Charlie derives, of course, from the classic name Charles which, in turn, comes from a German word meaning "free man." Charles became very popular in France during the Middle Ages due to the fame of Charles the Great, also known as Charlemagne. Charley is an alternate spelling.
    • Collins
      • Origin:

        Surname derived from Nicholas or Colin
      • Meaning:

        "people of victory or pup"
      • Description:

        Collins is a surname name that has made the girls' Top 1000 thanks to its use for the daughter of the real-life Blind Side heroine. This derivation of the Greek Nicholas—which means "people of victory"—or the Irish and Scottish Colin—which may itself be a Nicholas derivation or an Anglicization of the word for pup—has a stylish feel made more so by that final s.
    • Cooper
      • Origin:

        English occupational name
      • Meaning:

        "barrel maker"
      • Description:

        The genial yet upscale and preppy Cooper was one of the first occupational last names to catch on -- and Cooper remains a pleasing option.
    • Darby
      • Origin:

        Irish or Norse, "free from envy, or, from the deer estate"
      • Meaning:

        "free from envy, or, from the deer estate"
      • Description:

        Once a common boys' name in Ireland (e. g. , Darby O'Gill and the Little People), the dynamic Darby now has a definite unisex feel. Actor Paul Rudd has a young daughter named Darby.
    • Davis
      • Origin:

        Surname derived from David, Hebrew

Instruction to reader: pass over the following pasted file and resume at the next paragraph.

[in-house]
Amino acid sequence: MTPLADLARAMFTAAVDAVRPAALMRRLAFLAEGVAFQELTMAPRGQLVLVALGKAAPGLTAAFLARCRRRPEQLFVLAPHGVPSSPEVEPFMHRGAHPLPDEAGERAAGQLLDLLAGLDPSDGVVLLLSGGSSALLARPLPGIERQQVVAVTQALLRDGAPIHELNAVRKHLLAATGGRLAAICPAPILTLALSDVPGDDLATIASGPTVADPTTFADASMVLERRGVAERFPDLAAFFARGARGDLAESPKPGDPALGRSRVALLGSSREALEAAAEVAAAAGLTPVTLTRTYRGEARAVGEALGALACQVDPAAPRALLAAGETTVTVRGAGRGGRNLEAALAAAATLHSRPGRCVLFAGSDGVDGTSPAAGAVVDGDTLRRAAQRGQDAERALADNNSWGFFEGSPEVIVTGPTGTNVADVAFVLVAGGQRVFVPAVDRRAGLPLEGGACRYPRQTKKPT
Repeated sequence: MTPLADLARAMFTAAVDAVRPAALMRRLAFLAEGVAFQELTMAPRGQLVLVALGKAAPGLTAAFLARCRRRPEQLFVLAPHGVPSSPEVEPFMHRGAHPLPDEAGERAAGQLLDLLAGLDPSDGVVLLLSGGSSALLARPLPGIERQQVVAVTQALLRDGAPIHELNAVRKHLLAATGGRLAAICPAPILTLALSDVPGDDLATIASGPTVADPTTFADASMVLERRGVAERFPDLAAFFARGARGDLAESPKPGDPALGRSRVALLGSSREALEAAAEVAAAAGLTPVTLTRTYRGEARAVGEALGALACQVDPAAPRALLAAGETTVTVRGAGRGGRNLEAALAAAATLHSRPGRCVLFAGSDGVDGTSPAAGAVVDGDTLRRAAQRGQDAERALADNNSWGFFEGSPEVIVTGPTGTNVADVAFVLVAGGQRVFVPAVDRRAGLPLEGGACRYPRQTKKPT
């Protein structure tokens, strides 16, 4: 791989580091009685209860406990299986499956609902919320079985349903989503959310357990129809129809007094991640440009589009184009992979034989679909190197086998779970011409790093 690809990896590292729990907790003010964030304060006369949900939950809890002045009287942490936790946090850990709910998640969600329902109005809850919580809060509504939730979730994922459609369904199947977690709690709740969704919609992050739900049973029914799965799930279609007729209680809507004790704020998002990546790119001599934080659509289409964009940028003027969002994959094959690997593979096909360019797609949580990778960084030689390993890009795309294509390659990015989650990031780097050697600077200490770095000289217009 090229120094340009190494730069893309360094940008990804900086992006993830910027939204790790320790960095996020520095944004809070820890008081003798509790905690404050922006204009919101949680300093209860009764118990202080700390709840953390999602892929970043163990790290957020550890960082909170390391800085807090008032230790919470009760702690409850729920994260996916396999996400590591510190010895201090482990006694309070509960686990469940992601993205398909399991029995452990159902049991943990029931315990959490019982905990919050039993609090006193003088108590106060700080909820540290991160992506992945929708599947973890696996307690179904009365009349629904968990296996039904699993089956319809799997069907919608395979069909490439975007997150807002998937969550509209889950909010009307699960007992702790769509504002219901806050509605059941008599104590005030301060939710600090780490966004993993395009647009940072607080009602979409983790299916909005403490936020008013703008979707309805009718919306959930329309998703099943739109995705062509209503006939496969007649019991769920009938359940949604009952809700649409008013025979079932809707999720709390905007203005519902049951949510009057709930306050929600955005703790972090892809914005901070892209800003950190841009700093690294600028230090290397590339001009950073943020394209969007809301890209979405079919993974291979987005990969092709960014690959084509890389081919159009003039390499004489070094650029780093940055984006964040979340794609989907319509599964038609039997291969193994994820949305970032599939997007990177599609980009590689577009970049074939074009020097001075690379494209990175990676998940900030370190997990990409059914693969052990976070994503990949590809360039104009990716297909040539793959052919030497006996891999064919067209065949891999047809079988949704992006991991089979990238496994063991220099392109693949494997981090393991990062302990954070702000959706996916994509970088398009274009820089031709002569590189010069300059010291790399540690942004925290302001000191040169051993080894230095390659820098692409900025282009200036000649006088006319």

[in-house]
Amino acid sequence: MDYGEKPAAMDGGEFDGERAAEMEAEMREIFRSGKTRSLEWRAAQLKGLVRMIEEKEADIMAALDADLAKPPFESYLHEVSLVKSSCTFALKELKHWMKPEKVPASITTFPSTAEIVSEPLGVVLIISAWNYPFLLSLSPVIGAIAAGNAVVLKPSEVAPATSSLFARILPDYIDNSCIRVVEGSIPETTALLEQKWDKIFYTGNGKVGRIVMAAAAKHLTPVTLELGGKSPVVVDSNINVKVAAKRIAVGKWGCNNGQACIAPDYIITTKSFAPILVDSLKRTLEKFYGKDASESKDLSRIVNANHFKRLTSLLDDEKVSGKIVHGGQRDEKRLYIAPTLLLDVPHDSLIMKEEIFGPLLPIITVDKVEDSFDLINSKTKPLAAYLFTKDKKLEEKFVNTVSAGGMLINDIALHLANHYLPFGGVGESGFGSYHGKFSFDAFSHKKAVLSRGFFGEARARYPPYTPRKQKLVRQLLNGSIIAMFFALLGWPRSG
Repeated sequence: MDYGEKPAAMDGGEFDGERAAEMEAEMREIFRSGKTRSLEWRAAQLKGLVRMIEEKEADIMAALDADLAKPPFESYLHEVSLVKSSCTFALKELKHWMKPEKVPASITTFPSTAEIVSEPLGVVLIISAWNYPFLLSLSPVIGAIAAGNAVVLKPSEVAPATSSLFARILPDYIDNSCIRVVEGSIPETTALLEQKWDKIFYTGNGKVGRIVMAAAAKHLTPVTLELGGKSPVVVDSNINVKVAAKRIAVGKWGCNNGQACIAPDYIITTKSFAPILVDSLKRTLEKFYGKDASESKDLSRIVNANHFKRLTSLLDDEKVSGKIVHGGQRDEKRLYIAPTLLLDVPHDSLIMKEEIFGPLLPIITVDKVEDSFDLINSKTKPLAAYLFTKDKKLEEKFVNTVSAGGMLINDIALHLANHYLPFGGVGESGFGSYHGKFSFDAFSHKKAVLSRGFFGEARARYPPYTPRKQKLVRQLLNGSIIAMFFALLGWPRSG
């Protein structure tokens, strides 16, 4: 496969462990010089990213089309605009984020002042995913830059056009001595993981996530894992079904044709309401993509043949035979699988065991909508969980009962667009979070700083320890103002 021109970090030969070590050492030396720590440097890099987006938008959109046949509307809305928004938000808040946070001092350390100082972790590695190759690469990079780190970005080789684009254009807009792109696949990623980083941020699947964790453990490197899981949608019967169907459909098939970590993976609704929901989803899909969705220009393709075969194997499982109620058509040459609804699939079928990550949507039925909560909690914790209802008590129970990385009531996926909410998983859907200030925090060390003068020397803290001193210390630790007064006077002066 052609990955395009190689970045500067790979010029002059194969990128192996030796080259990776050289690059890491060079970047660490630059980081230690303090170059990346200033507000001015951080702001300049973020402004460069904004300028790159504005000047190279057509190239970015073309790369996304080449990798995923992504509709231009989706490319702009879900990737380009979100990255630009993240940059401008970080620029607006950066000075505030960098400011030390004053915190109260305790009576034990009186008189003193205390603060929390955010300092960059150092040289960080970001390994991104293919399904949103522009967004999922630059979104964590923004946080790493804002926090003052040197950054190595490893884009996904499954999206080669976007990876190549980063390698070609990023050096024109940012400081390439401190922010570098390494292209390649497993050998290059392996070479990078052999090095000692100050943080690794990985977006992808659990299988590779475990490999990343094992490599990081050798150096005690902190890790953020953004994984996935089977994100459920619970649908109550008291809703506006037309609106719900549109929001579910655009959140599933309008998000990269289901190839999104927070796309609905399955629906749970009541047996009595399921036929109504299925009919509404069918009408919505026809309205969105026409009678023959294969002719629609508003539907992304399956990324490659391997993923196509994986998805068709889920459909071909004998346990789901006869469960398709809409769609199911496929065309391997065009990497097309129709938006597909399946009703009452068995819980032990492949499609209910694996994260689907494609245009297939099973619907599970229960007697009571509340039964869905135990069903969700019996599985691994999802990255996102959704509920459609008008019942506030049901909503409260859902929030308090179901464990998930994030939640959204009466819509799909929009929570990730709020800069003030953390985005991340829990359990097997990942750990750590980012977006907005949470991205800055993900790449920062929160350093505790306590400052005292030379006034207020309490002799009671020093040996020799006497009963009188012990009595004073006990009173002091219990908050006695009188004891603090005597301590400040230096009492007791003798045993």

• Meaning:

        "beloved"
      • Description:

        Davis is a fresh way to say David. Some sources define it as "son of David," but we see it as a surname spin on the original. While David is an everyman name, Davis has some creative edge -- and still gets you to the classic guy nickname Dave.
    • Deacon
      • Origin:

        Greek
      • Meaning:

        "messenger, servant"
      • Description:

        This name was transposed from the word for a church officer to a baby name when Reese Witherspoon and Ryan Phillippe chose it for their son, after a baseball player ancestor, and Don Johnson followed suit. Its popularity also got a boost from Nashville character Deacon Claybourne -- only to fall a bit in recent years.
    • Eli
      • Origin:

        Hebrew
      • Meaning:

        "ascended, uplifted, high"
      • Description:

        With its sharp, succinct sounds and cool, laidback style, Eli is a popular choice among parents today. Compact and punchy, it is a Biblical name with plenty of charm.
    • Ellery
      • Origin:

        English
      • Meaning:

        "descendant of Hilary"
      • Description:

        In the past few years Ellery has gone from middle-aged male detective to a plausible girls' name, a la Hillary.
    • Elliott
      • Origin:

        Variation of Elliot
      • Meaning:

        "Jehovah is God"
      • Description:

        One of the four perfectly proper spellings of this name ranging from the spare (but poetic) Eliot to the full-blown Elliott. Elliott and Elliot are the two most popular, and they have given to almost the same number of baby boys in recent years. Elliott has that "-tt" ending that is so popular among parents today, with popular picks like Everett and Emmett, Beckett and Bennett. "El" names for both boys and girls have been trending in recent years, with Eli, Elijah, and Elias at the top of the charts for boys. Elliott has always been on the charts in the US, but is currently at its highest point ever. Elliott is also gaining in the UK, currently at number 107 in England. Elliott was the name of the dragon in the classic Disney film, Pete's Dragon.
    • Ellis
      • Origin:

        English surname derived from Elijah or Elias or Welsh
      • Meaning:

        "benevolent"
      • Description:

        Ellis is a former Old Man Name turned gender-neutral choice for the 21st century. It's one of the less used names in the currently popular El-family.